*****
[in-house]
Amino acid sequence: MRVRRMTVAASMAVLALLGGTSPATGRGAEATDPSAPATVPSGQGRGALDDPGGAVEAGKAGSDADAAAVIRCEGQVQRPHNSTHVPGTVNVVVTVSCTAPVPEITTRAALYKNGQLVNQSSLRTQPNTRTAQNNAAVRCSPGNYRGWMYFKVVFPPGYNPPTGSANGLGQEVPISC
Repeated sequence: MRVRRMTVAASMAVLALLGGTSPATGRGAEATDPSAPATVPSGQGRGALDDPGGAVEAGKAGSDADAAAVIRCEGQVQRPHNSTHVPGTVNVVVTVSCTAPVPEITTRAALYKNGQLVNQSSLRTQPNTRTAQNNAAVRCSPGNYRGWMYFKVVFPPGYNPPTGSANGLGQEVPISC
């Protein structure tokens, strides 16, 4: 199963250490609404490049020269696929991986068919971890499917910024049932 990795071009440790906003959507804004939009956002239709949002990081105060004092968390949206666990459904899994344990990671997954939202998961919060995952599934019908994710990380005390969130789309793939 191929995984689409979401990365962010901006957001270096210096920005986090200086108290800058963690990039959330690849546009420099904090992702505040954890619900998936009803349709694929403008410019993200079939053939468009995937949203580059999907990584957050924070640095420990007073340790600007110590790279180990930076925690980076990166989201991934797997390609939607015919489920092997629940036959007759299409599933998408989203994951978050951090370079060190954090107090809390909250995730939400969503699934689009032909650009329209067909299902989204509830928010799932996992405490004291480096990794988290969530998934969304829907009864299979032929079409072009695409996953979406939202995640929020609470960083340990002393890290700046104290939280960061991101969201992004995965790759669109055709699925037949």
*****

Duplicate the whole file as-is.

[in-house]
Amino acid sequence: MRVRRMTVAASMAVLALLGGTSPATGRGAEATDPSAPATVPSGQGRGALDDPGGAVEAGKAGSDADAAAVIRCEGQVQRPHNSTHVPGTVNVVVTVSCTAPVPEITTRAALYKNGQLVNQSSLRTQPNTRTAQNNAAVRCSPGNYRGWMYFKVVFPPGYNPPTGSANGLGQEVPISC
Repeated sequence: MRVRRMTVAASMAVLALLGGTSPATGRGAEATDPSAPATVPSGQGRGALDDPGGAVEAGKAGSDADAAAVIRCEGQVQRPHNSTHVPGTVNVVVTVSCTAPVPEITTRAALYKNGQLVNQSSLRTQPNTRTAQNNAAVRCSPGNYRGWMYFKVVFPPGYNPPTGSANGLGQEVPISC
């Protein structure tokens, strides 16, 4: 199963250490609404490049020269696929991986068919971890499917910024049932 990795071009440790906003959507804004939009956002239709949002990081105060004092968390949206666990459904899994344990990671997954939202998961919060995952599934019908994710990380005390969130789309793939 191929995984689409979401990365962010901006957001270096210096920005986090200086108290800058963690990039959330690849546009420099904090992702505040954890619900998936009803349709694929403008410019993200079939053939468009995937949203580059999907990584957050924070640095420990007073340790600007110590790279180990930076925690980076990166989201991934797997390609939607015919489920092997629940036959007759299409599933998408989203994951978050951090370079060190954090107090809390909250995730939400969503699934689009032909650009329209067909299902989204509830928010799932996992405490004291480096990794988290969530998934969304829907009864299979032929079409072009695409996953979406939202995640929020609470960083340990002393890290700046104290939280960061991101969201992004995965790759669109055709699925037949």